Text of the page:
Category

Financial Regulation

Category

Recent development

On July 21, 2016, the Turkish Capital Markets Board (the “CMB”) decided to remove the limits under the Communiqué on Share Buy-backs (the “Communiqué”) that are applicable to public companies’ acquisition of their own shares. This measure is part of the CMB’s efforts to minimize and mitigate the negative effects on the shares traded in the Borsa Istanbul (“BIST”) by the attempted coup that took place on July 15, 2016. The decision seeks to stabilize the prices of the shares traded on the BIST, preventing any artificial decrease as a result of the coup attempt.

New restricted stock

On April 28, 2016, Japan’s Ministry of Economy, Trade and Industry (METI) published a Guidebook for Introducing New Stock Compensation (restricted stock) as Board Members’ Compensation to Encourage Companies to Promote Proactive Business Management.

Restricted stock is a type of incentive compensation to executives in the form of stock, which they are prohibited from disposing of for a certain period of time.

Amendments to Japanese tax laws effective April 1, 2016 made the issuance of restricted stock to executives permissible where:

  1. The issuing corporation can claim the compensation as a deductible expense; and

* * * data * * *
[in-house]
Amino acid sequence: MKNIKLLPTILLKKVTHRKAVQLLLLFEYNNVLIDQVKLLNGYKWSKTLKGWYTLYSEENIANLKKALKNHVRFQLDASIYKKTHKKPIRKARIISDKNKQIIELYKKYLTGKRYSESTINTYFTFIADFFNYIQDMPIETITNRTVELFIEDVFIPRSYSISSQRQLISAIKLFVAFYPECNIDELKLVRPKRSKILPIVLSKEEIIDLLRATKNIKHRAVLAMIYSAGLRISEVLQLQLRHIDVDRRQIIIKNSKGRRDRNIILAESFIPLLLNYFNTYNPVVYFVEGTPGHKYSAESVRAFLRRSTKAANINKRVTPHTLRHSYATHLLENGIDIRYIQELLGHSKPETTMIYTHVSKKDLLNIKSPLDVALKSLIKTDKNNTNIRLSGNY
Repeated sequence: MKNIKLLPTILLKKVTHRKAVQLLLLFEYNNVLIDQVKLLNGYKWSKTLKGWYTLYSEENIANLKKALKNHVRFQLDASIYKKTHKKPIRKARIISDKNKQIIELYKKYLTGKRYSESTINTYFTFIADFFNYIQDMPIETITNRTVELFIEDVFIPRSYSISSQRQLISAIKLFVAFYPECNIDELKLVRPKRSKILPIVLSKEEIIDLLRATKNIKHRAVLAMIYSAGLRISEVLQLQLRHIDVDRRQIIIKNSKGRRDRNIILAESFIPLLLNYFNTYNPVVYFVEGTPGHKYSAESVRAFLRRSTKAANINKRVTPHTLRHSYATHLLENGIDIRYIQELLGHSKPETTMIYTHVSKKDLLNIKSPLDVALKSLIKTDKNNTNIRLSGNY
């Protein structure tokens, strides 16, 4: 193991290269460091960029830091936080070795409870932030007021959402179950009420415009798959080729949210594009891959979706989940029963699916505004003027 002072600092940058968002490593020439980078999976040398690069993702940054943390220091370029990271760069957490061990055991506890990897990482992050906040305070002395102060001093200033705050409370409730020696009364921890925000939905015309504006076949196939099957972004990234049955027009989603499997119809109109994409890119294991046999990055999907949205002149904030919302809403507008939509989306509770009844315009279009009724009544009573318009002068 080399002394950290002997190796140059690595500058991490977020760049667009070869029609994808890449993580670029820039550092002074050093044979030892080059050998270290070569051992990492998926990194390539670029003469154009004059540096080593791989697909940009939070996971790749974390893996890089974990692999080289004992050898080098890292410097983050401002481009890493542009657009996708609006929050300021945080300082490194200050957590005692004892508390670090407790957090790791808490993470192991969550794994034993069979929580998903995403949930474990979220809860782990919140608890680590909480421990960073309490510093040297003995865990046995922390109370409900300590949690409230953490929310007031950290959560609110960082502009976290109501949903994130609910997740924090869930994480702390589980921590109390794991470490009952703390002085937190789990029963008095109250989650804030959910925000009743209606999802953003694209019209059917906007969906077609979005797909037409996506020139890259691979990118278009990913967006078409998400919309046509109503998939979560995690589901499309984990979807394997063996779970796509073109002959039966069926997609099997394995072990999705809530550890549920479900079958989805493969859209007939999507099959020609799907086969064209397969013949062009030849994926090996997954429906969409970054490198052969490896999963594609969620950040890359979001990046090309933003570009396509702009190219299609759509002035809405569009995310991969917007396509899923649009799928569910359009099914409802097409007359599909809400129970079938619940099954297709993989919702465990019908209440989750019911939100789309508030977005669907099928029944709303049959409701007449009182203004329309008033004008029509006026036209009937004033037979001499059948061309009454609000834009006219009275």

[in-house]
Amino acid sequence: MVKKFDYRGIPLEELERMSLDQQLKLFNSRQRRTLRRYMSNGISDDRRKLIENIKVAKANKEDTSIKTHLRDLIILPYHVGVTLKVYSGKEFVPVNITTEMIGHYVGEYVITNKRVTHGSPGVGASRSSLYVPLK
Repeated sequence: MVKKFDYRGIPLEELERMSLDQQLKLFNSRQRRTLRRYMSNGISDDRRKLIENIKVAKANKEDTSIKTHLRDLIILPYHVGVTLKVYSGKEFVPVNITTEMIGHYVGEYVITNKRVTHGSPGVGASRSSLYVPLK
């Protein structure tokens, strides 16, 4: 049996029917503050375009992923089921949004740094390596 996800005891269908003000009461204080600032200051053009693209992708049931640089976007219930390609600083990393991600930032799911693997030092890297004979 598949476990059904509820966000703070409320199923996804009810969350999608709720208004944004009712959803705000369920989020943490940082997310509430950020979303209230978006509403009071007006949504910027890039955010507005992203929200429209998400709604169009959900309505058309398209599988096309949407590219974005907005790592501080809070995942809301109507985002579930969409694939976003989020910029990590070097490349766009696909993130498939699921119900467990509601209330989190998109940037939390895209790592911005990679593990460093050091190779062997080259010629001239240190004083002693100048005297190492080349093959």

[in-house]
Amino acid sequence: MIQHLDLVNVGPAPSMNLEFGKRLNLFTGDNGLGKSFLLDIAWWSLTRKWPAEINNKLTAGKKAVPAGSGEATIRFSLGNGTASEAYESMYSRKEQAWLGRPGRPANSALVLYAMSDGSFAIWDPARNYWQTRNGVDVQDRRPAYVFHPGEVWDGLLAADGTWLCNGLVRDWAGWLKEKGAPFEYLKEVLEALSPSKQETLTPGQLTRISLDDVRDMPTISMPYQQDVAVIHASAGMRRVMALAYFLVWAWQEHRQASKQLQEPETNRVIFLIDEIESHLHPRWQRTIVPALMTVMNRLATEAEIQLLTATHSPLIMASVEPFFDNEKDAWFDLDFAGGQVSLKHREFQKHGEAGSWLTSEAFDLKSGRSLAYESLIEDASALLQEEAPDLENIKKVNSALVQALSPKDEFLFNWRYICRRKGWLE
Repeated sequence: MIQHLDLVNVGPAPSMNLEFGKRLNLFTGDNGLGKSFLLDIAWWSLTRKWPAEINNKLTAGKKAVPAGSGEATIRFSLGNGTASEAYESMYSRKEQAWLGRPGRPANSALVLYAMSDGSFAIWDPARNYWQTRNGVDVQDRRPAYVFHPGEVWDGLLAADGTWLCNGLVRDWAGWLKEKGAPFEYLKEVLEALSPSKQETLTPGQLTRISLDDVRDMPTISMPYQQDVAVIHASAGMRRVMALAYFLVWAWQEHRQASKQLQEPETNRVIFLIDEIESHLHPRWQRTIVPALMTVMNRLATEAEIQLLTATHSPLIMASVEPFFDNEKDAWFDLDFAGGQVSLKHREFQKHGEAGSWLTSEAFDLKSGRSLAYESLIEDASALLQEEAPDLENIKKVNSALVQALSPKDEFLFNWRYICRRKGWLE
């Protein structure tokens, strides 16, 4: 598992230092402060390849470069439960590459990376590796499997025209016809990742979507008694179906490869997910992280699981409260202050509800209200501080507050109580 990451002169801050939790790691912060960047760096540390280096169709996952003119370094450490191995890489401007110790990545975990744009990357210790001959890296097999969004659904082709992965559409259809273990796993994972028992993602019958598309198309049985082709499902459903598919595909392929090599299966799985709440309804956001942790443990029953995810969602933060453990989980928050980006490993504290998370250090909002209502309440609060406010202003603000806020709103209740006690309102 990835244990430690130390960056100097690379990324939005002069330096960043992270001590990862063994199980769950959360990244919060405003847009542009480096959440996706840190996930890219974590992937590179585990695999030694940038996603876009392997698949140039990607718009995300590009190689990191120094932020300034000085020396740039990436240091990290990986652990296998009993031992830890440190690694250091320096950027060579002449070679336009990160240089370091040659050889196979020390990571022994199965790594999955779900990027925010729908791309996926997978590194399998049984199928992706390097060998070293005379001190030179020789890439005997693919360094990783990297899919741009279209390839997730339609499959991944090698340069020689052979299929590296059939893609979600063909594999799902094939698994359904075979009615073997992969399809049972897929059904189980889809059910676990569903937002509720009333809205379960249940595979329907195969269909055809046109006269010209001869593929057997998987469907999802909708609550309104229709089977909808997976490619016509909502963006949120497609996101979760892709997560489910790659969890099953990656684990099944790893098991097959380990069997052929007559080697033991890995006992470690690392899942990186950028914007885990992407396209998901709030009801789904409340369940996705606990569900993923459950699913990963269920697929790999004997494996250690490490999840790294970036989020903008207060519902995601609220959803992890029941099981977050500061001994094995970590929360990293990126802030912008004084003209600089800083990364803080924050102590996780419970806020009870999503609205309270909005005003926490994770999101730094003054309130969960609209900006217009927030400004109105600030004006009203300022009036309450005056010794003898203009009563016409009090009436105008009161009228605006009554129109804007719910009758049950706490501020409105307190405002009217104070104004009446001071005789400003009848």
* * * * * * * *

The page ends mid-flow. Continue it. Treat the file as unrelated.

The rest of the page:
2. It is a taxable event to executives when they are able to dispose the shares of the stock.

In light of a landmark energy reform that overhauled Mexico’s energy sector, the National Pension System Commission (CONSAR) has consistently amended its regulations, including the sole financial guidelines, in an effort to increase investments carried out by Mexican pension funds (AFORES or Administradoras de Fondos de Ahorro para el Retiro) in other asset classes, such as CERPIs.

CERPIs are certificates offered through the Mexican Stock Exchange by means of a Mexican issuing trust to finance or invest in certain projects in Mexico.  These are a new breed of asset class created as an alternative to the existing certificates for capital development or CKDs. Only institutional and qualified investors under Mexican law can purchase CERPIs.

Issuers and their respective advisors can now no longer rely on a disclaimer for liability which is customarily included as part of any teaser document or information memorandum (IM) that is distributed in Malaysia to solicit interest of potential investors to invest in an auction sale of any equity or debt instrument. With effect from 15 September 2016, Section 256, read together with section 92A, of the Malaysian Capital Markets and Services Act 2007 now provides that any provision in a “document, agreement or contract” that excludes the liability of any person who provides information to another who is investing in a capital market product will be void.